> > the same process group and session but does not copy the memory
                  > > foot print.
                  > >
                  > > The fork bomb DOES copy the memory foot print, so it has to take all
                  > > that the parent has. I assume this is where things get ugly.
                  >
                  > Ed, do you have a BSD box where you can try it? I'm wondering if it
                  > will have the same effect. I'll give it a try on a FreeBSD box
                  > tonight.

                  Unfortunately I don't - I've changed jobs and we use SunOS/Linux so I
                  had to run it here.

                  If there's a difference it might be due to the Linux kernel's COW fork
                  (copy memory foot print when used) rather than copying the whole lot it
                  just does virtually the same as vfork until the child process reads
                  something that the parent would have given it, such as a file
                  descriptor.

                  Most fork operations benefit from COW, since most commonly the next
                  thing after fork is exec().

                  I think BSD introduced vfork, or was it SCO/SUN, I really can't
                  remember.

                  --
                  The Ether to Dantooine is taking hits because of a crappy FE1 & CE2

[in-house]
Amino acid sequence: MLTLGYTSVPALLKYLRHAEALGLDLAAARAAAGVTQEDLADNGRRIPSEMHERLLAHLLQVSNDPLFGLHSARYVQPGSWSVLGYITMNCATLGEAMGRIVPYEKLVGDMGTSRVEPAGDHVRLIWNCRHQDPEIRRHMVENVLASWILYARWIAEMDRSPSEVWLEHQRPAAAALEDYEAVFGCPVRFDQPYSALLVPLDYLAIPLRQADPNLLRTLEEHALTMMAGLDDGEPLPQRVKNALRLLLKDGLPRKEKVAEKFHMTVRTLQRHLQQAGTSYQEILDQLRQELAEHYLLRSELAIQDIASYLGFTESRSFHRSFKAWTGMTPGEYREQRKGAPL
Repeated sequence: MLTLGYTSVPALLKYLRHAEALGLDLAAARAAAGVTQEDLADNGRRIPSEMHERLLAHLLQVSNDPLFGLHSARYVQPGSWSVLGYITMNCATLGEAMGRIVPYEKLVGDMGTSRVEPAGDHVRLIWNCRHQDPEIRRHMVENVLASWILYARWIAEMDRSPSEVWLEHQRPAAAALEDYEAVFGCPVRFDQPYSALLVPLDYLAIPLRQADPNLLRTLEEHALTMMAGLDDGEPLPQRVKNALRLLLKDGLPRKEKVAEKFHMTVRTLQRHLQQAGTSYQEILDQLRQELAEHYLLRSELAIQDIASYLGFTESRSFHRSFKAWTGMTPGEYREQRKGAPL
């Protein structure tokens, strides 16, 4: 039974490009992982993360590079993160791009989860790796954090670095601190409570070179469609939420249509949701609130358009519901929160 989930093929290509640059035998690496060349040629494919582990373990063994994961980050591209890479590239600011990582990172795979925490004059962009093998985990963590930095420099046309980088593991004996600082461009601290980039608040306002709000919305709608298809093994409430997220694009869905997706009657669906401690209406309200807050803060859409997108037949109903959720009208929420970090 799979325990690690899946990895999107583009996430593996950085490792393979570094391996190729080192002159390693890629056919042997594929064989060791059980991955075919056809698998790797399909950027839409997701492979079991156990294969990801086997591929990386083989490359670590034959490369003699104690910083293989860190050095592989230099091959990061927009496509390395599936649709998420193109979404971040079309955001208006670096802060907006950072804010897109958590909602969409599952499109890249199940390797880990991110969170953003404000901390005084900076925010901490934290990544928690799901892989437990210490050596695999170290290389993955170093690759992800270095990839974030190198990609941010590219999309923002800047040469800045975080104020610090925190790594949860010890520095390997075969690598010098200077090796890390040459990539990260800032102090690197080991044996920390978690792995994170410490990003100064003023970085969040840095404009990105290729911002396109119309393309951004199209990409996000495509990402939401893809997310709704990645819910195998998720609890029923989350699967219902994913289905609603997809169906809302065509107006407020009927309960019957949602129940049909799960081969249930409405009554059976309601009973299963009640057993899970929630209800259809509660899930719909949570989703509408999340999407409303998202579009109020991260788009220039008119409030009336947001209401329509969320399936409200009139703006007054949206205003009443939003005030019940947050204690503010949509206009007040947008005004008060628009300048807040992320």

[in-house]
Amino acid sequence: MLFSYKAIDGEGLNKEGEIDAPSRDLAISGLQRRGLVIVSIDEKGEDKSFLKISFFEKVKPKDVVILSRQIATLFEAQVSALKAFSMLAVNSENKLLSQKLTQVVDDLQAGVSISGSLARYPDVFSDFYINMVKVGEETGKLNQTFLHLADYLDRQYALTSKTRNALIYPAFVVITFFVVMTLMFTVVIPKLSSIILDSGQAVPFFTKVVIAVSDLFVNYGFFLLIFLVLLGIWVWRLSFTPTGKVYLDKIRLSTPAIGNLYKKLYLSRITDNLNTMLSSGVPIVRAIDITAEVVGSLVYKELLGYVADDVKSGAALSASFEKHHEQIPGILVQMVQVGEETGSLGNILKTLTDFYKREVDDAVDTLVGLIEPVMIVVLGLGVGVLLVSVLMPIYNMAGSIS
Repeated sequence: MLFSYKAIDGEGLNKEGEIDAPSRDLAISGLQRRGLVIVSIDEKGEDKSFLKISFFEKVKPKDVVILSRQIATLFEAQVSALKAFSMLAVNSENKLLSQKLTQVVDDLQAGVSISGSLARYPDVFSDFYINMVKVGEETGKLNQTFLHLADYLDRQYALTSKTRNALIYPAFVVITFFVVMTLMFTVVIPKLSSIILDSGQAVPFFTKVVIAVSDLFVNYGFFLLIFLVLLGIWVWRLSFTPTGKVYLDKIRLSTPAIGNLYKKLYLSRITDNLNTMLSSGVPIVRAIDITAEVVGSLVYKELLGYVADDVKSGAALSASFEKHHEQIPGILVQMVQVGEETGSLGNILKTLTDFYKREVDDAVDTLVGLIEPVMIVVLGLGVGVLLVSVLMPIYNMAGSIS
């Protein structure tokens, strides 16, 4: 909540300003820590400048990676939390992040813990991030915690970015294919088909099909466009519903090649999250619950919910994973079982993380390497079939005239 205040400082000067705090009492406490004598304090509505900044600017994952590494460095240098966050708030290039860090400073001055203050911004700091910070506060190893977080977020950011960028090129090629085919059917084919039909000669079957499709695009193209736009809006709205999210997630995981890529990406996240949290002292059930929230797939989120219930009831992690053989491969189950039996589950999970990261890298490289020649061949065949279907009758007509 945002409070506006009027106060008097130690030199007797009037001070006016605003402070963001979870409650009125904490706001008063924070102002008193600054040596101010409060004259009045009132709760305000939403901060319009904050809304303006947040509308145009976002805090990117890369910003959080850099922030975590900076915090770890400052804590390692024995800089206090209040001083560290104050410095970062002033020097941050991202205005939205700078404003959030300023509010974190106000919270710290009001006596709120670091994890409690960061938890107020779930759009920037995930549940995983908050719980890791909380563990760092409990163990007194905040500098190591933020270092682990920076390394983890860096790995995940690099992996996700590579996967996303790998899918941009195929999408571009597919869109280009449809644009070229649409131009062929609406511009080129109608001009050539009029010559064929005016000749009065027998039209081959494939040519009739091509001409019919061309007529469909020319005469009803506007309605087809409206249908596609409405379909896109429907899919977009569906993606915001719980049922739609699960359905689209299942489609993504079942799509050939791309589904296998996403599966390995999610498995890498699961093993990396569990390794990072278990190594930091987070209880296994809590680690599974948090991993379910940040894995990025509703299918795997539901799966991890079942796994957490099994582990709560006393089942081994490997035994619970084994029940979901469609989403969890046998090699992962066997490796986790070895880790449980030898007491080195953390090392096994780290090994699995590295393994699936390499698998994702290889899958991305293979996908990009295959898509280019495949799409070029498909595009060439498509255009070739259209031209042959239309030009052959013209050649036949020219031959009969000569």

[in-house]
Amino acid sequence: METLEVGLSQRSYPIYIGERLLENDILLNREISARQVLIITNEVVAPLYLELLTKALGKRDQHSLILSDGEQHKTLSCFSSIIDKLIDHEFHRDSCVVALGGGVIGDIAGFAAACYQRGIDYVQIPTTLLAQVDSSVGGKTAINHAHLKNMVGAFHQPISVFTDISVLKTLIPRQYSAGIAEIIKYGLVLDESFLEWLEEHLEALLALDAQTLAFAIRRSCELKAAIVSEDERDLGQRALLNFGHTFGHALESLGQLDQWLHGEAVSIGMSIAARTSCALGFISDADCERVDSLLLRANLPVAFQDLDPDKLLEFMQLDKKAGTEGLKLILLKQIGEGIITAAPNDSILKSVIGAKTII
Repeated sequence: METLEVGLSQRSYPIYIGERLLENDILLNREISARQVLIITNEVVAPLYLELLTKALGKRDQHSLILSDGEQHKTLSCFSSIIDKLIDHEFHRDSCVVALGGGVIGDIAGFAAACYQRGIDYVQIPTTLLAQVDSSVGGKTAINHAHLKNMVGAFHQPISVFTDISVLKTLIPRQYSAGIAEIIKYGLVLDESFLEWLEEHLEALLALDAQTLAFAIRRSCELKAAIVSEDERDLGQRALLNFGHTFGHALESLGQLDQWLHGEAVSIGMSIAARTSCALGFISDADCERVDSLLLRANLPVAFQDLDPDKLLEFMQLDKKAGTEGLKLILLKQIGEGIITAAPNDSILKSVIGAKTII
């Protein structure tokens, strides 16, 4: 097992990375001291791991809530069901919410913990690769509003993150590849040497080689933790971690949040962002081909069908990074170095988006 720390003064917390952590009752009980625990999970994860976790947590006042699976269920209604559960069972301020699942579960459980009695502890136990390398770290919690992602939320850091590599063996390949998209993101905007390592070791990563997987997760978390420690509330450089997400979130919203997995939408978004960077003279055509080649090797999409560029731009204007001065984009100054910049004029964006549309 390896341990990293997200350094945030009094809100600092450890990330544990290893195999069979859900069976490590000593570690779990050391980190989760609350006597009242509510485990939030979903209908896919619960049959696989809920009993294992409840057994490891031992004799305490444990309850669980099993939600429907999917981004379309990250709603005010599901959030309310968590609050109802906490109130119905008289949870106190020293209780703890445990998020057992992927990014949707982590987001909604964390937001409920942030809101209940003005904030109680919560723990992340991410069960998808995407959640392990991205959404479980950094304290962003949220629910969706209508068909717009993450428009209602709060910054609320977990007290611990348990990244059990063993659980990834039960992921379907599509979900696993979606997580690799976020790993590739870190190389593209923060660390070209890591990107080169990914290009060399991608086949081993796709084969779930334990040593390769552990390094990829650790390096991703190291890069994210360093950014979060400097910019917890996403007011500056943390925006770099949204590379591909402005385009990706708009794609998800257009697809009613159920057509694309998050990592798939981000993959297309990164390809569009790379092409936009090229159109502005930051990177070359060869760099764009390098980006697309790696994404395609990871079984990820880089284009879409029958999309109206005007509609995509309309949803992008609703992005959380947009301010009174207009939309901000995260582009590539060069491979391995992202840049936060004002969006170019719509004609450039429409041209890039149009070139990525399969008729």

engine. Barbarella is blasting through 30 million dollars.
                  :: http://www.s5h.net/ :: http://www.s5h.net/gpg.html


                  [Non-text portions of this message have been removed]
                • Scott
                  ... Well, I just tried it and yup, it crippled a FreeBSD box as well. It was a bit more informative, with all sorts of messages about no swap space, but it was
                  Message 8 of 15 , May 1, 2008
                  • 0 Attachment
                    On Thu, May 01, 2008 at 10:04:03PM +0100, ed wrote:
                    > On Thu, 1 May 2008 16:39:26 -0400
                    > Scott <scottro@...> wrote:
                    >
                    >
                    > Unfortunately I don't - I've changed jobs and we use SunOS/Linux so I
                    > had to run it here.

                    Well, I just tried it and yup, it crippled a FreeBSD box as well. It was
                    a bit more informative, with all sorts of messages about no swap space,
                    but it was effectively crippled. :)

                    --
                    Scott Robbins
                    PGP keyID EB3467D6
                    ( 1B48 077D 66F6 9DB0 FDC2 A409 FA54 EB34 67D6 )
                    gpg --keyserver pgp.mit.edu --recv-keys EB3467D6

                    Buffy: Does it ever get easy?
                    Giles: You mean life?
                    Buffy: Yeah, does it ever get easy?
                    Giles: What do you want me to say?
                    Buffy: Lie to me.
                    Giles: Yes. It's terribly simple. The good guys are always s
                    talwart and true. The bad guys are easily distinguished by their
                    pointy horns or black hats, and we always defeat them and save
                    the day. No one ever dies... and everyone lives happily ever
                    after.
                    Buffy: Liar.
                  • Jeff Lane
                    Well, I tried two ways yesterday on my 8 node 512GB system... This was running beta RHEL 5.2. First I tried the c code calling fork() in a never ending while